So what is the difference between fixed and variable rate loans? Which one better suits me?
We deep dive into the differences between the two in this lesson.
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Prefer reading? Here is a transcript of the video:
One of the common questions we get asked from our clients is what is the difference between fixed and variable rate loans? Ryan, which one would you go with? Or Ryan, which one better suits me? Before we deep dive into this, we’ve prepared a short infographic on the difference between the two.
What are the pros and cons of getting a fixed versus a variable home loan?
As a general overview, a fixed rate home loan will have predictable repayment amounts over the fixed term, and a variable rate home loan may not. However, variable-rate home loans tend to be more flexible than fixed-rate home loans with more features like redraw facilities and the ability to make extra repayments.
What are the pros of a fixed-rate home loan? If you get a fixed-rate home loan, your payment amount will not fluctuate for the length of the fixed period, usually one to five years. So, what are the cons of a fixed-rate home loan? If home loan rates go down, your rate will stay the same, and this can be frustrating. Early repayments of the loan may incur break costs which can be substantial as well many lenders limit additional payments to the loan.
What are the pros of a variable rate home loan? If interest rates go down, so can your required payments if you choose to decrease accordingly. If you have surplus cash each month or want to make a lump sum deposit, you can pay off your principal without any penalty. So, what are the cons of a variable rate home loan? Your interest rate and repayments can change at any time, so it can be unpredictable. Another option is to make a bet both ways and fix only a part of your total home loan and leave the remainder on a variable rate, thus giving some stability.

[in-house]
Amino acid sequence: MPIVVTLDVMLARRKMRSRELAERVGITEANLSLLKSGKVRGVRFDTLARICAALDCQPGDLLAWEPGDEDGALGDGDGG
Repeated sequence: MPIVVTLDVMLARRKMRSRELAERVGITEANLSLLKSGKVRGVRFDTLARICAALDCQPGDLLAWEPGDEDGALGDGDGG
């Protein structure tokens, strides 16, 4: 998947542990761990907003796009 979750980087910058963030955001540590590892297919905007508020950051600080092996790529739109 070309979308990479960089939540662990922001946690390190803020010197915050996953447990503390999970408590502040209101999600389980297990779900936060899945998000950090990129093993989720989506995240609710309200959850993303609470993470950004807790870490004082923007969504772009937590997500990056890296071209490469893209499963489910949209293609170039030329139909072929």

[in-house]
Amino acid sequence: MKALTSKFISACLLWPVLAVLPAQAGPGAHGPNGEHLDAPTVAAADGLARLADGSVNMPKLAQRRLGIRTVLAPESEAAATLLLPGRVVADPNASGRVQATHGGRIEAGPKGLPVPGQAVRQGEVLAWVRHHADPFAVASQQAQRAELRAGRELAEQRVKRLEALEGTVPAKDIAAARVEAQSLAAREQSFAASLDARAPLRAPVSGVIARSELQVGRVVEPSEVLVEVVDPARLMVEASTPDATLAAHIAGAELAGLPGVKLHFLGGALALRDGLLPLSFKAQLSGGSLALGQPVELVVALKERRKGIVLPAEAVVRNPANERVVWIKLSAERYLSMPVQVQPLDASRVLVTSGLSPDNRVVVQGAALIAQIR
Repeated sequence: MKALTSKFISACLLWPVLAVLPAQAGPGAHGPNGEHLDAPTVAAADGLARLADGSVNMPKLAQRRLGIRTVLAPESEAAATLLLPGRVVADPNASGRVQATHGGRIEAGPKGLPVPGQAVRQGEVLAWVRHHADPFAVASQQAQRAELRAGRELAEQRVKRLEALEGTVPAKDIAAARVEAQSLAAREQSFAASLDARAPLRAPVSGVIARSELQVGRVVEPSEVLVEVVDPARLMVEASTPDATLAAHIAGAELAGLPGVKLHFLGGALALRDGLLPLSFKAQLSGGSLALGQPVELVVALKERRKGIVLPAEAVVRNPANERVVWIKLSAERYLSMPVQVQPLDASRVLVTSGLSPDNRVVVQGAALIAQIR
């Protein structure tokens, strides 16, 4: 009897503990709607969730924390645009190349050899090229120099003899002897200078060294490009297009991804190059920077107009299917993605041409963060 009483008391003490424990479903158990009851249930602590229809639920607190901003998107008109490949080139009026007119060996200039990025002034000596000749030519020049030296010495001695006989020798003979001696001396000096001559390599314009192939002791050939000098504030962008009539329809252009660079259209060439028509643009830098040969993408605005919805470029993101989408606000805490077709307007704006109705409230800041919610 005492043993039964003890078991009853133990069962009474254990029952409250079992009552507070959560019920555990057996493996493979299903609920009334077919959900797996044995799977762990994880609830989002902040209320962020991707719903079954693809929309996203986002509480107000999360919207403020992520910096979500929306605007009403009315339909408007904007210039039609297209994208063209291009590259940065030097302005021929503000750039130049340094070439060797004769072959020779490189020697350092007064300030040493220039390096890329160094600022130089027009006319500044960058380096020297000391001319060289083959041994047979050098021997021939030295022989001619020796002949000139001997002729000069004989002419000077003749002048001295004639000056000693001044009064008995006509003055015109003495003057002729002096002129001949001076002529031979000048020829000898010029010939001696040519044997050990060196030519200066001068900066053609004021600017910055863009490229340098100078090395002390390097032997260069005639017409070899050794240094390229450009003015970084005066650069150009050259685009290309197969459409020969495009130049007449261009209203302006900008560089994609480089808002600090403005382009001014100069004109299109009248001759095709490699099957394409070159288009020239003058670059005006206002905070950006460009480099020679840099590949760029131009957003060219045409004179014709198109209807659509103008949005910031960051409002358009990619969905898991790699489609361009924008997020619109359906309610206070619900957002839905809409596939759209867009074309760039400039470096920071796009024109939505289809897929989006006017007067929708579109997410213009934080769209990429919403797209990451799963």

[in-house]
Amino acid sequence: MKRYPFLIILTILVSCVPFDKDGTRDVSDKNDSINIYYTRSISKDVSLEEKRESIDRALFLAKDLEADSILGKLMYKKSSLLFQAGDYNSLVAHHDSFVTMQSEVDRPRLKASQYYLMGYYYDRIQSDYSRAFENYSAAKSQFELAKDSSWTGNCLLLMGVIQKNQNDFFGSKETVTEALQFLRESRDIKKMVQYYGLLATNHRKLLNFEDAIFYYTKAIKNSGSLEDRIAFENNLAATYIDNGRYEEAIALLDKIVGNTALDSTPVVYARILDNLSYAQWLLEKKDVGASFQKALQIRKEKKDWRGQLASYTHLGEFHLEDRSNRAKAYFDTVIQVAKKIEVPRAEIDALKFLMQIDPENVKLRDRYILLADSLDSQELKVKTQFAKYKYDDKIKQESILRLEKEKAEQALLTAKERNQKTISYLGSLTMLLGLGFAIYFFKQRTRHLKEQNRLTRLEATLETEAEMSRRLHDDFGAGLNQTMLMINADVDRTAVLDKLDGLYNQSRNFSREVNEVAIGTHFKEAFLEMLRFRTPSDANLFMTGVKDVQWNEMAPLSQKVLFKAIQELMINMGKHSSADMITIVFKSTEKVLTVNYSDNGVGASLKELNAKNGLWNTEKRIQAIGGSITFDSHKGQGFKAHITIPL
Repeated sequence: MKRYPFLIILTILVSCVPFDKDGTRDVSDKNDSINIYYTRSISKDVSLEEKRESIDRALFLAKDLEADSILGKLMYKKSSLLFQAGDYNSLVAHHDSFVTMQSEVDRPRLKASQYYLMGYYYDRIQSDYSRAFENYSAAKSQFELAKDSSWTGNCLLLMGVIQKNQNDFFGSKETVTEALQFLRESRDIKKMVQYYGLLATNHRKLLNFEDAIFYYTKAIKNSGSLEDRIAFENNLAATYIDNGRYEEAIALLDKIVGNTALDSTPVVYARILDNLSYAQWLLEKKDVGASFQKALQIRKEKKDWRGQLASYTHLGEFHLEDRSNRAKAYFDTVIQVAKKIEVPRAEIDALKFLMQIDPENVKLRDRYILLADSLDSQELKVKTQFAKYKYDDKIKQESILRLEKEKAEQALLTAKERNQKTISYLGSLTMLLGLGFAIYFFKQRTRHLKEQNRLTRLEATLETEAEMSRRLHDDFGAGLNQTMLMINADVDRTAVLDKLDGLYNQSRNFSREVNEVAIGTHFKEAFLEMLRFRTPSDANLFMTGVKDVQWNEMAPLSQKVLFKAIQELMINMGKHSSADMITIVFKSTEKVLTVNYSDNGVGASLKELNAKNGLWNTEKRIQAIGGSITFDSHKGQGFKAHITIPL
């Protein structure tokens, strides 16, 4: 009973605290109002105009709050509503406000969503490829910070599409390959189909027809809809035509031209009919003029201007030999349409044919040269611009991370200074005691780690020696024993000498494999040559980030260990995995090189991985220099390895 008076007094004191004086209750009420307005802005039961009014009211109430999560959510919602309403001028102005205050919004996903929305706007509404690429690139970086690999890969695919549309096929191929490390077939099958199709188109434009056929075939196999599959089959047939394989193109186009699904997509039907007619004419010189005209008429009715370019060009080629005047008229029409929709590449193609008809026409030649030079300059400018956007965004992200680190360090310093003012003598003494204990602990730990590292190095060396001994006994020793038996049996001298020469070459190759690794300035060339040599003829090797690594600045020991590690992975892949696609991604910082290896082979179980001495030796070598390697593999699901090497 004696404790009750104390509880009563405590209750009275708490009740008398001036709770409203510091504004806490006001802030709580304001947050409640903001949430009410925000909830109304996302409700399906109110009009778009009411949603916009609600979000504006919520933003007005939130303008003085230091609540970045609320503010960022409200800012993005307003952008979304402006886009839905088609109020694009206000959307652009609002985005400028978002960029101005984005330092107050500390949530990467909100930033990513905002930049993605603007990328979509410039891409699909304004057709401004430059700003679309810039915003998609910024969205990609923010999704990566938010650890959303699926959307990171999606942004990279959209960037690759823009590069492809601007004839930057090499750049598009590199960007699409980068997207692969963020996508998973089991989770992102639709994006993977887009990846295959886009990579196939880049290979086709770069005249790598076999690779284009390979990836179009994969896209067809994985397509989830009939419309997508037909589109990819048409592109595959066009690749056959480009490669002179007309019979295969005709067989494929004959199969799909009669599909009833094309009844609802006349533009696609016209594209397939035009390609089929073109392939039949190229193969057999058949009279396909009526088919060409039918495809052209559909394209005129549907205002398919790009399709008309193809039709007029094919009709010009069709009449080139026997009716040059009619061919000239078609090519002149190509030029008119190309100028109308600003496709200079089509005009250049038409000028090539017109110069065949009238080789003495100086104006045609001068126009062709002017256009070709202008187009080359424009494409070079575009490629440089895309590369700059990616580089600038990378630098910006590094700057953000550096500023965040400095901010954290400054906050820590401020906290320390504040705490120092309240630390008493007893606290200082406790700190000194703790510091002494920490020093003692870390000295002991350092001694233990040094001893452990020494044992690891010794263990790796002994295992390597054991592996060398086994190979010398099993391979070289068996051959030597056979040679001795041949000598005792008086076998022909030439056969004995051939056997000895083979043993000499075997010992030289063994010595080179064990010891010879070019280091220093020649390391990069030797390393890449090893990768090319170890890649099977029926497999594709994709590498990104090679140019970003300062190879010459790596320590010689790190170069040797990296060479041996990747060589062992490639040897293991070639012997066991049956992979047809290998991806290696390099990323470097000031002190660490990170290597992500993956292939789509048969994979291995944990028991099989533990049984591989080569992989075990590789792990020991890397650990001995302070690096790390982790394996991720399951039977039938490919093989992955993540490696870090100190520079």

Now that you know the difference between fixed and variable rate loans. The question is, which one suits you? Well, this depends on your individual circumstances, and you’ll need to contact us to have a discussion on which one better suit you. One of the questions you should ask yourself is how comfortable is the current loan repayment? If rates increase, will you be under pressure? If so, you may lean towards a fixed-rate loan. If the loan is quite manageable and you can repay this comfortably even if rates increase, maybe you should go with a variable rate loan.
If you want the flexibility of a variable rate and the peace of mind of a fixed rate, you can explore what’s called a split loan which enables you to have the best of both worlds where you can have a variable rate loan to make your extra repayments and a fixed-rate loan to have let’s say the peace of mind of your repayments in the future.
Again the most important thing to note here is everyone’s circumstances are different. Unfortunately, there’s not one size that fits all, and just because let’s say your friend went on a variable rate or your friend went on a fixed rate might not be the best situation for you.
I’ll always welcome you to contact us to get some advice!
Disclaimer: The information provided on this website is for general education purposes only and is not intended to constitute specialist or personal advice. This website has been prepared without taking into account your objectives, financial situation or needs. Because of this, you should consider the appropriateness of the advice to your own situation and needs before taking any action. It should not be relied upon for the purposes of entering into any legal or financial commitments. Specific investment advice should be obtained from a suitably qualified professional before adopting any investment strategy.